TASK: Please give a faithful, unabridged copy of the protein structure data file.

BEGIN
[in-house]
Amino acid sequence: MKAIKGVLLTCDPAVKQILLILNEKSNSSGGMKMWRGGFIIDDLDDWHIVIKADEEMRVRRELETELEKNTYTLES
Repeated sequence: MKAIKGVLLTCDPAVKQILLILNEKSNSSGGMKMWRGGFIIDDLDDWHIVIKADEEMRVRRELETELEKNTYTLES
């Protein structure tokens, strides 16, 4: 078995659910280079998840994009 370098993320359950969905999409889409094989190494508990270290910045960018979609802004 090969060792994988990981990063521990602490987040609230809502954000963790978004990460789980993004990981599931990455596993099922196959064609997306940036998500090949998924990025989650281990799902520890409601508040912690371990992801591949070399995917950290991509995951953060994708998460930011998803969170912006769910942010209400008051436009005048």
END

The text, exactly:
[in-house]
Amino acid sequence: MKAIKGVLLTCDPAVKQILLILNEKSNSSGGMKMWRGGFIIDDLDDWHIVIKADEEMRVRRELETELEKNTYTLES
Repeated sequence: MKAIKGVLLTCDPAVKQILLILNEKSNSSGGMKMWRGGFIIDDLDDWHIVIKADEEMRVRRELETELEKNTYTLES
């Protein structure tokens, strides 16, 4: 078995659910280079998840994009 370098993320359950969905999409889409094989190494508990270290910045960018979609802004 090969060792994988990981990063521990602490987040609230809502954000963790978004990460789980993004990981599931990455596993099922196959064609997306940036998500090949998924990025989650281990799902520890409601508040912690371990992801591949070399995917950290991509995951953060994708998460930011998803969170912006769910942010209400008051436009005048």